A think tank’s claim that compulsory superannuation shouldn’t be increased because super is the “least important” part of retirement savings has been criticised for ignoring the reality that Australians need to be forced to save.
Super funds and independent experts defended compulsory super on Monday after the Grattan Institute, a non-partisan think tank, argued that planned increases to the system should be wound back.
Grattan published a report on Sunday which estimated only about 15 per cent of Australian household wealth is in superannuation, based on government and Melbourne University data.
“There are powerful vested interests pushing the idea that super equals retirement savings. Yet such a view is inconsistent with the facts,” Grattan Institute CEO John Daley wrote.
There are three ways to put money into super: the involuntary guarantee (currently 9.5 per cent of income); salary sacrifice (deducted voluntarily from a pay cheque up to certain limits); and after-tax contributions.
Labor legislated the guarantee to increase to 12 per cent by 2019-20. But the Abbott government paused the guarantee at 9.5 per cent until 2020-21, and slowed the eventual increase to 12 per cent until 2025-26 – a delay of six years.
Industry Super Australia CEO David Whiteley said the think tank’s report was “seriously flawed” because it ignored the fact that the introduction of compulsory super has increased the retirement savings of middle- and lower-income earners, and decreased the drain on the federal budget.
“Grattan’s analysis and conclusions are seriously flawed and risk marooning most Australians on the age pension with little or no additional income,” Mr Whiteley told The New Daily.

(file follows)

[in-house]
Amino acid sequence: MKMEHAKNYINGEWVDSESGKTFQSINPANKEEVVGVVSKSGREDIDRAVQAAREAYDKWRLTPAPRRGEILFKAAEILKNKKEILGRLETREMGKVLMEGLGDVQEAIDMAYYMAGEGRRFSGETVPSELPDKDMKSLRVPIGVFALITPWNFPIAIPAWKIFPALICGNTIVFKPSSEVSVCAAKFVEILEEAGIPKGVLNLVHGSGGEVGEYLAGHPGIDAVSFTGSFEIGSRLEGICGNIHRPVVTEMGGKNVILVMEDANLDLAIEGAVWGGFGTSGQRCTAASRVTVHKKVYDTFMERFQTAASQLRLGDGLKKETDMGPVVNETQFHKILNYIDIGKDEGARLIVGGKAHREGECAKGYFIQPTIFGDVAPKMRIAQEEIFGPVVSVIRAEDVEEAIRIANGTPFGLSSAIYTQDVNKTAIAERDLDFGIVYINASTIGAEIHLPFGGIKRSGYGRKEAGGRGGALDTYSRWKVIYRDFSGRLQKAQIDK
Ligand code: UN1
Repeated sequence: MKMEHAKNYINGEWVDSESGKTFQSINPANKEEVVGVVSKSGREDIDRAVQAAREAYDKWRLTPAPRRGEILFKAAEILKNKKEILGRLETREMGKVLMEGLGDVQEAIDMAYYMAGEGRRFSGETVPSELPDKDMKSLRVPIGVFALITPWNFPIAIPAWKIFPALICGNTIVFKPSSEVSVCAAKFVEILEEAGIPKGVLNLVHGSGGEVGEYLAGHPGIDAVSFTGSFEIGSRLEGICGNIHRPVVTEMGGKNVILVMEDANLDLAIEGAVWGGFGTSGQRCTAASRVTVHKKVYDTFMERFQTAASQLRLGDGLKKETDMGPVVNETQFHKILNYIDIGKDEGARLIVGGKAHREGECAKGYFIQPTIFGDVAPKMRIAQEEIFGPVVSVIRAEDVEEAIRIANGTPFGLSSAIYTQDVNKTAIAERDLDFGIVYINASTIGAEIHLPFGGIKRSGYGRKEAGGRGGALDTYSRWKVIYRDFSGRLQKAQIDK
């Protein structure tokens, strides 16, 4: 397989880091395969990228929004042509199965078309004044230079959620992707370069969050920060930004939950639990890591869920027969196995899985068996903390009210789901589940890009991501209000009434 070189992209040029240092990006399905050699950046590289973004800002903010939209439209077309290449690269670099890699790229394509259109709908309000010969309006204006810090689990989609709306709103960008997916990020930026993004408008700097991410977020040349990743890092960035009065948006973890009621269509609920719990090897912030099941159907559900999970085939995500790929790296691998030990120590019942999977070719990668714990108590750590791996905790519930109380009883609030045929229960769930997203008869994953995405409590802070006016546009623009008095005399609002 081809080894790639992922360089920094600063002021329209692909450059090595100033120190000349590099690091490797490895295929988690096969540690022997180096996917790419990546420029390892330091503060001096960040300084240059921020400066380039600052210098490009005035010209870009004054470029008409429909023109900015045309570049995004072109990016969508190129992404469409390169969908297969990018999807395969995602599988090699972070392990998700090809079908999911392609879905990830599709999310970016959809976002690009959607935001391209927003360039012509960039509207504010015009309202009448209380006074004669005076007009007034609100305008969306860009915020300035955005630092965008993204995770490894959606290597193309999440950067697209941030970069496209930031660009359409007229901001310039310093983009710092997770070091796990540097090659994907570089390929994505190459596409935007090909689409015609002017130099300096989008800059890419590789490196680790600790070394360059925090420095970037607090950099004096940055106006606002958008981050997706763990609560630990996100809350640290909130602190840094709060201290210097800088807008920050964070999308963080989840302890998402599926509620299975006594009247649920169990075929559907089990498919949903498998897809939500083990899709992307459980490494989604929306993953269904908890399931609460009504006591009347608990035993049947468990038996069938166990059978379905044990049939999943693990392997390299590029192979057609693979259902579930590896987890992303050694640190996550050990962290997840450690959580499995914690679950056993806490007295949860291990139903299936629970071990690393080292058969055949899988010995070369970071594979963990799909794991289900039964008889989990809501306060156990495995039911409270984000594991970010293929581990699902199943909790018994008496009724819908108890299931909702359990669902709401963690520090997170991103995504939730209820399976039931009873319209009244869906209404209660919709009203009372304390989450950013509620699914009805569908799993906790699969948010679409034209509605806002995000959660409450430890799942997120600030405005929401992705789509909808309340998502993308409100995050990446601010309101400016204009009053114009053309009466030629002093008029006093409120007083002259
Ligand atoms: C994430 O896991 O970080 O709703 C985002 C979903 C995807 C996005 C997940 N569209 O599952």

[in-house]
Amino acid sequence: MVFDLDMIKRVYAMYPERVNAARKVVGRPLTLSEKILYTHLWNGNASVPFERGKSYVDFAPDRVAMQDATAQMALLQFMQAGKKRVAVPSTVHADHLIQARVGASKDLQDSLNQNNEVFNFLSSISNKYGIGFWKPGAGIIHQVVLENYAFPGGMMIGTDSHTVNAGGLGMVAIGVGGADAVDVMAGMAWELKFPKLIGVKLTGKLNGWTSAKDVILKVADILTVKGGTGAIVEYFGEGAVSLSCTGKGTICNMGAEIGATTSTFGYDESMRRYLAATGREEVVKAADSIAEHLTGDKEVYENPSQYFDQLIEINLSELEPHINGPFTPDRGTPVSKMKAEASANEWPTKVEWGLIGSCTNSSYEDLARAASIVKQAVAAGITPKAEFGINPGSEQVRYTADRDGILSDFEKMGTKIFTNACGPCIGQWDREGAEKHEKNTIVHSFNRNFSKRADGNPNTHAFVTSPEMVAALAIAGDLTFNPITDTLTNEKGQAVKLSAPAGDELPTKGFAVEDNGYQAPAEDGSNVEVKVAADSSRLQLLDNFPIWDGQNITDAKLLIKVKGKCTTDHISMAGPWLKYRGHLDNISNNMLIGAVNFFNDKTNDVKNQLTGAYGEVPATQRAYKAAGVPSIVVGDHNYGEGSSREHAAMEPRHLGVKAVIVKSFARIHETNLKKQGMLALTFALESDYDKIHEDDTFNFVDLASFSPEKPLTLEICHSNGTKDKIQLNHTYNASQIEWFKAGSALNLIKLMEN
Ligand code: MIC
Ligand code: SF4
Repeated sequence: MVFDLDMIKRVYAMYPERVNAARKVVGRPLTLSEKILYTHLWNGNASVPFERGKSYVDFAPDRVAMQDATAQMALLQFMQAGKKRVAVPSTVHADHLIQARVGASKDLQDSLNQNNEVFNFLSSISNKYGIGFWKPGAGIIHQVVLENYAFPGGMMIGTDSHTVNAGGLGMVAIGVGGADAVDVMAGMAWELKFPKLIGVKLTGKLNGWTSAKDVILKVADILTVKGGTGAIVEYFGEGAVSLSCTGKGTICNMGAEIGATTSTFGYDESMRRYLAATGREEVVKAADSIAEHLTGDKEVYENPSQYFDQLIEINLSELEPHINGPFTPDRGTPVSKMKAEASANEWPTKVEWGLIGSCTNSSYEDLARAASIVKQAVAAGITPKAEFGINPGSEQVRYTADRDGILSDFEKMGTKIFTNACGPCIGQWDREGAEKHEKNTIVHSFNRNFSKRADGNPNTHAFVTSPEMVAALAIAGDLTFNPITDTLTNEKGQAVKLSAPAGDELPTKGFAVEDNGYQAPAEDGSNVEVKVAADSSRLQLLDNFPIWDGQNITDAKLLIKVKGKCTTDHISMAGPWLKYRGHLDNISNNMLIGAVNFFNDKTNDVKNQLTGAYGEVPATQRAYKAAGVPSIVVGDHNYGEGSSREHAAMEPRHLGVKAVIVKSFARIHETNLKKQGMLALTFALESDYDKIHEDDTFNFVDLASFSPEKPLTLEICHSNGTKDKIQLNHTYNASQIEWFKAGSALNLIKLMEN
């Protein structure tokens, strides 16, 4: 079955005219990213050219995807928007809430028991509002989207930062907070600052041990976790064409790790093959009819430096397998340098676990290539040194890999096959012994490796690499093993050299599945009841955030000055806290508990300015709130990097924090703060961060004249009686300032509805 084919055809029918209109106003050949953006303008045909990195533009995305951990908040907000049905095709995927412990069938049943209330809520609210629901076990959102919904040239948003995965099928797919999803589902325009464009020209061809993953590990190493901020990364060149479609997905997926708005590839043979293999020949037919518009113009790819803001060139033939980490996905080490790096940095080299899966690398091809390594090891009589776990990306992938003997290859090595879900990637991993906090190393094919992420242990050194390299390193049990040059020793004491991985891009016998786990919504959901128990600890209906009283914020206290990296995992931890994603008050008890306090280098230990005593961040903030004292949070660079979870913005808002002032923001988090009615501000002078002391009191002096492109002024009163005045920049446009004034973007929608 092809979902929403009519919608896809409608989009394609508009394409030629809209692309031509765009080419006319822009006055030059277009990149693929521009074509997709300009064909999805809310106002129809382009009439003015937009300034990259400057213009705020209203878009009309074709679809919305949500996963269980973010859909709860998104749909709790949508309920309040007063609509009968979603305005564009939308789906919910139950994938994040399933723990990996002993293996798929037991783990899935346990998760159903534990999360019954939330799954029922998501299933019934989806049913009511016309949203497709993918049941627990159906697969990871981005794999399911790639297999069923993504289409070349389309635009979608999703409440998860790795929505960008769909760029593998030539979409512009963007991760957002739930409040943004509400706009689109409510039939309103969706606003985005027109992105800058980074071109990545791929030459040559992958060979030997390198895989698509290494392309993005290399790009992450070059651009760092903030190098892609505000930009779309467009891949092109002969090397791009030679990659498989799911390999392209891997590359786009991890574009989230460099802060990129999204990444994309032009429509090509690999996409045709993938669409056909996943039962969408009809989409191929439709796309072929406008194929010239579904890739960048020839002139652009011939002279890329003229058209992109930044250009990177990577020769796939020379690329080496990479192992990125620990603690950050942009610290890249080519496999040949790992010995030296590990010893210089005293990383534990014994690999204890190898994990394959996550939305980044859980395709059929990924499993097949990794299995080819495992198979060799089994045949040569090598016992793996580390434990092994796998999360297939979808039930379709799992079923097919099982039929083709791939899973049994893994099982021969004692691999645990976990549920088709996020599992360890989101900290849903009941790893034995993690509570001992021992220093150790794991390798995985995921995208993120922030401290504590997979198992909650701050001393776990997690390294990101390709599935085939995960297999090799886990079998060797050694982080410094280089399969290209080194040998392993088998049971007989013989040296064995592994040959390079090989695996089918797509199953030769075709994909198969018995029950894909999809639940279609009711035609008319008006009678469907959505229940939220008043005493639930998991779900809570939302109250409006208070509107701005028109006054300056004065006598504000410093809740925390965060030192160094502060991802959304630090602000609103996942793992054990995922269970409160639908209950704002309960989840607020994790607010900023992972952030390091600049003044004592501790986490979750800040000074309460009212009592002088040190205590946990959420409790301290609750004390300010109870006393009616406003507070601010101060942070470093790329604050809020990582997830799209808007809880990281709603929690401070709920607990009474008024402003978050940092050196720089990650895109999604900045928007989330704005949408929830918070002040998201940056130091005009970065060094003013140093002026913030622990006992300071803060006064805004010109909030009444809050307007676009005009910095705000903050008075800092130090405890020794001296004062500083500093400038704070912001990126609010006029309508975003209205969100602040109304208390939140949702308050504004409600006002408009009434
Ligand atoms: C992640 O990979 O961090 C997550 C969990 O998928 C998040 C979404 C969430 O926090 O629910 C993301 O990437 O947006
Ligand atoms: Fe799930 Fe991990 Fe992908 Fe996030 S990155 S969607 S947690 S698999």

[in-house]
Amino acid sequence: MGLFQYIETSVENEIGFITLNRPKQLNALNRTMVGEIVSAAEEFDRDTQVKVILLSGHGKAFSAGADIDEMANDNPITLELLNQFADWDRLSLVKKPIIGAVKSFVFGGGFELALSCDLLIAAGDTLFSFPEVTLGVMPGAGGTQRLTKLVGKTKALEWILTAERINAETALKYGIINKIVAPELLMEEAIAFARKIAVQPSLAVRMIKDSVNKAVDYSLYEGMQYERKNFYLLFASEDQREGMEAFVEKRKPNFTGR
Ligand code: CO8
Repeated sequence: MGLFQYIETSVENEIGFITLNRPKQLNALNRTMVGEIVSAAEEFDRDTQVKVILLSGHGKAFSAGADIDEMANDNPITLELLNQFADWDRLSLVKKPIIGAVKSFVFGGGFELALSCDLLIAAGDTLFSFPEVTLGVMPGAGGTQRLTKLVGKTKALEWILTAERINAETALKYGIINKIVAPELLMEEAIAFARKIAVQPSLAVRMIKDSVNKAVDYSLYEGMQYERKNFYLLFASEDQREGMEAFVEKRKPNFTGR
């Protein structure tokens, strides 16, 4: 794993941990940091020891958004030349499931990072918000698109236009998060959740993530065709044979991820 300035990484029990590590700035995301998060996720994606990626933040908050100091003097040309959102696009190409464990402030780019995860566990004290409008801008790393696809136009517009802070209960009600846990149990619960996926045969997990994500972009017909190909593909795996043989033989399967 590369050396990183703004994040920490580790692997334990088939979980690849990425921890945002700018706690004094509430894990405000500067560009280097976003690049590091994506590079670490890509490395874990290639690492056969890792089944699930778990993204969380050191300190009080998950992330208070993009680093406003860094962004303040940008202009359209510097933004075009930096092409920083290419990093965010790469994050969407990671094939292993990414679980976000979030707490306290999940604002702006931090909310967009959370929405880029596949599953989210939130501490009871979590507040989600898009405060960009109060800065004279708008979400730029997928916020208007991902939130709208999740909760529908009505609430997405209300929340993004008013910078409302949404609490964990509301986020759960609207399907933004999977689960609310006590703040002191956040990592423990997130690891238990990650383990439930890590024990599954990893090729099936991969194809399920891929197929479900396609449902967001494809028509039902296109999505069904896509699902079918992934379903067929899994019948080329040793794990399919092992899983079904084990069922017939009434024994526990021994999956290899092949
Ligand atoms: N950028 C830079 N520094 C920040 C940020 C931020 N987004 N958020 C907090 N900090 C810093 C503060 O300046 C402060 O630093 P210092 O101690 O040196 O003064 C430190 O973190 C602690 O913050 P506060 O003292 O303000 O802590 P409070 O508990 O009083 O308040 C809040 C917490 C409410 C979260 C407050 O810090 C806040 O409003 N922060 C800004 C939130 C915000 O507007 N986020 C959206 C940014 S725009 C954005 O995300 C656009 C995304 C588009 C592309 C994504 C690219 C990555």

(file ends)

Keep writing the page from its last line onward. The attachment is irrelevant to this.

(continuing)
“For a median wealth person aged 55-64, super comprises almost 80 per cent of their non-housing wealth.
“Without super, most Australians would be entering retirement with virtually no other savings. They would have a lower standard of living in retirement and governments would have to bear higher age pension expenses.”
The generally accepted arguments for increasing the guarantee are to further reduce reliance on the taxpayer-funded age pension and encourage retirement saving that would otherwise not occur.
For example, imagine the government listened to Grattan and repealed the guarantee increase. If Australian workers responded to this in 2025 by saving and investing an extra 2.5 per cent of their wage, and if their chosen investment provided equal or greater returns than super, and if they did not pull the money out until they retired, then they would be in an equal or better position at retirement compared to where the government would have put them. But that’s a lot of ifs.
Professor Rodney Maddock, head of the Australian Centre for Financial Studies, said his research group was “still strongly in favour” of increasing the compulsory rate, despite the Grattan research.
“I don’t think people will ever voluntarily save enough,” Prof Maddock told The New Daily. “The reason we have compulsion is to remedy this.”
As noted by Mercer, the global human resource consulting firm, compulsory saving is “one of the most effective ways to save for retirement”.
“That’s because, despite our best intentions, the majority of us simply don’t make voluntary contributions. Changing the level of compulsory super bridges that gap between intention and action.”
During TV interviews on Monday, Grattan’s Mr Daley acknowledged this quirk of human nature. “The super guarantee protects those who are reluctant to save. A lot of people are short-sighted in how they plan for retirement,” he told Sky News.
But he argued a 12 per cent guarantee would impact the living standards of Australians too severely during their working lives: “Our argument is that 9.5 per cent is the right balance.”
A spokesperson for the Association of Superannuation Funds of Australia, which represents both industry and retail funds, said it would “take the time to analyse this complex report before commenting”.
* The New Daily is owned by industry super funds.